If you’re studying at an NYU global site, plan ahead to make sure your prescription medication (including birth control) is available to you while you’re traveling. Here are a few things you need to know before you leave and while you’re traveling.
Get Extra Prescription Refills in Advance
Contact your insurance provider 1-2 weeks before your departure to request a travel override on your prescriptions, including birth control. A travel override will allow your pharmacist to provide existing refills in advance, which may be enough to cover your prescription needs during your travels. When speaking to the insurance provider, provide them with your travel dates, and an authorization may be granted (pending insurance coverage verification) that will allow you to obtain additional medication in advance.
- Students with the NYU-sponsored student health insurance plan should contact Wellfleet at (877) 373-1170 to request a travel abroad override one week prior to your travel date.
- Students who have alternate insurance should contact their insurance directly to inquire about the steps to have additional medication dispensed to you.
Any medications being carried overseas should be left in their original containers and be clearly labeled.
Have a Backup Plan
NYU cannot guarantee that medications you carry with you will be permitted into any country. Your medication may be held in customs and/or confiscated. Additionally, prescriptions (including birth control) written in the United States are not honored abroad.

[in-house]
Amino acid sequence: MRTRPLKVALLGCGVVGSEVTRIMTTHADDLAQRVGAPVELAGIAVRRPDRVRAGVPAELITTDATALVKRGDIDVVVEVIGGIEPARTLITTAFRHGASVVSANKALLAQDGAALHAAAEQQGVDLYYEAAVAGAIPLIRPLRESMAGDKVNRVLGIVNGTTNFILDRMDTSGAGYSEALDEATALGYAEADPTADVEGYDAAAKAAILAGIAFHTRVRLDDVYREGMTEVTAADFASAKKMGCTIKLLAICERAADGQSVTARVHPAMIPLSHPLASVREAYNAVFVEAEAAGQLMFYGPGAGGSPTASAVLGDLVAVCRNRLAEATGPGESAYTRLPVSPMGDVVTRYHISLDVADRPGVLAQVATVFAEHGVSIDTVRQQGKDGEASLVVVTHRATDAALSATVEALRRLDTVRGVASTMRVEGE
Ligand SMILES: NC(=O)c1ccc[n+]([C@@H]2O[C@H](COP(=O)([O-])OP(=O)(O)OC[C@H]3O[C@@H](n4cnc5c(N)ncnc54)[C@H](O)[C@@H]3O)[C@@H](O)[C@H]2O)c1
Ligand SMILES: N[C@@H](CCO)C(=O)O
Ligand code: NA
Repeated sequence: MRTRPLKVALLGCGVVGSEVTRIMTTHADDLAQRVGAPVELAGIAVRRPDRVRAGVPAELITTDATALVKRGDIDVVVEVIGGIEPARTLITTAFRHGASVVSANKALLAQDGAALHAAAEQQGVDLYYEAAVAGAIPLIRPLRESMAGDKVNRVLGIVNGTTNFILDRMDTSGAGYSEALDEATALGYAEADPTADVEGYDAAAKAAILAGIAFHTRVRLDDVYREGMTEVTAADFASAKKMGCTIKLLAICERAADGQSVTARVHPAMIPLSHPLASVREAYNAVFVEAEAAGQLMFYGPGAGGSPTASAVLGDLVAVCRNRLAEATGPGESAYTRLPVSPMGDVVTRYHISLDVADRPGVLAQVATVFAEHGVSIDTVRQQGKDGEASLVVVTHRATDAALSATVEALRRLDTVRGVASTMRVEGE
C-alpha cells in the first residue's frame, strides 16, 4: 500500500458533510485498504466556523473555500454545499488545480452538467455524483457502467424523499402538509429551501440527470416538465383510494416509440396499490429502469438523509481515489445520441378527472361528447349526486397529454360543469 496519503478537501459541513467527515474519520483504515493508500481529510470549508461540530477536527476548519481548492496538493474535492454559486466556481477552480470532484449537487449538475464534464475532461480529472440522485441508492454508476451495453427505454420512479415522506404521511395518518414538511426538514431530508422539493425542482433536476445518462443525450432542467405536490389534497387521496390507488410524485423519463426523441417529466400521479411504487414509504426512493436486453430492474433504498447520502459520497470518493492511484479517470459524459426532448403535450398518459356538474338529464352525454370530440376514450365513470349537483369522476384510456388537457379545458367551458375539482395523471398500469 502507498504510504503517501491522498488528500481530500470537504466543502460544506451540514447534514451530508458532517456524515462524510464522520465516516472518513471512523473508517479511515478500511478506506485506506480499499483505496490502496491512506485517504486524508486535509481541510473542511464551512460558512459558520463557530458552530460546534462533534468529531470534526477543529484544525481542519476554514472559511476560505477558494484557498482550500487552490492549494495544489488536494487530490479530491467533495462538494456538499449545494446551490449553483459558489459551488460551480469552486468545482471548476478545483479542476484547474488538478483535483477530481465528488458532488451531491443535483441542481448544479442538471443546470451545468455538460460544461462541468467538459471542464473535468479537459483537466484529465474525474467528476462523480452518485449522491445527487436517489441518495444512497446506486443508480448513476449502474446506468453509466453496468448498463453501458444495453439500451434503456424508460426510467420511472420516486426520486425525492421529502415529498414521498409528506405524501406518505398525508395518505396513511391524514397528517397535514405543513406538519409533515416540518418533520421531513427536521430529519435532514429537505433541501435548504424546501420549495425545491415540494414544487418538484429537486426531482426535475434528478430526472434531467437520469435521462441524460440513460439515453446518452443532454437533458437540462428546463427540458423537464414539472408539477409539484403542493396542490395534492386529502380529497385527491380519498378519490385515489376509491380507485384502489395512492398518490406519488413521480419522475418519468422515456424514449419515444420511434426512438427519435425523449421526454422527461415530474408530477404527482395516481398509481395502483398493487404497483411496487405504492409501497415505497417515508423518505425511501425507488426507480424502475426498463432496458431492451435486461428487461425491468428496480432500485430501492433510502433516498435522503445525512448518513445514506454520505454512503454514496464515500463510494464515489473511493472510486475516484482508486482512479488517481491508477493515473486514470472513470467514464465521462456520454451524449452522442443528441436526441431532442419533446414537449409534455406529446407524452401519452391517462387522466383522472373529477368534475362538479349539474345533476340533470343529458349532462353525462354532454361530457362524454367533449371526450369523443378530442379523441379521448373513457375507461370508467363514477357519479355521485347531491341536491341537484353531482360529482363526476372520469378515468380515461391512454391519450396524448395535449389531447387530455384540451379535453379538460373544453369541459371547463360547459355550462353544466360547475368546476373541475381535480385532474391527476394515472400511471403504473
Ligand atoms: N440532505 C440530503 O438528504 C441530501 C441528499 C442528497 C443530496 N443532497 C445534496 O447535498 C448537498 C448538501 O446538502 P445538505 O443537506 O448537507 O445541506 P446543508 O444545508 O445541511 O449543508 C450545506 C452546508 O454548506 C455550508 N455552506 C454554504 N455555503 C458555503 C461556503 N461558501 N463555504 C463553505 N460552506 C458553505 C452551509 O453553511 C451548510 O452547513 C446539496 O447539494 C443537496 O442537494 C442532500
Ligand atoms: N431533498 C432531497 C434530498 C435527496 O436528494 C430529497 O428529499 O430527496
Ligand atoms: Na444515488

Please email firstname.lastname@example.org to confirm availability of medications and make contact with a NYU representative who can help schedule appointments with a local prescriber to obtain refills for medications in the country of study. Please note that students will be required to pay for medications upfront and submit a reimbursement request to their insurance provider.
Keep in mind, although the active ingredient(s) and the amount of each drug in each prescription medication have been verified, prescription medications and their foreign-country equivalents may differ from one another in the inactive components used in the manufacturing process. This may lead to differences in the type of prescription medications that are available (e.g., tablet vs capsule), or in the size, shape, color, or surface marking of the medication. Similarly, liquids may be flavored differently.
Get a Letter from Your Healthcare Provider
If you have a pre-existing medical need, you should carry a letter from your physician describing the medical condition and any prescription medications (including the generic names of prescribed drugs) while you’re traveling. We recommend you contact your healthcare provider 1-2 weeks before your departure to request a letter.
Don’t Ship Medications
Please do not ship any medications; they will be held in customs and/or confiscated.
Learn more about the health and wellness options at any particular NYU site at nyu.edu/health/global.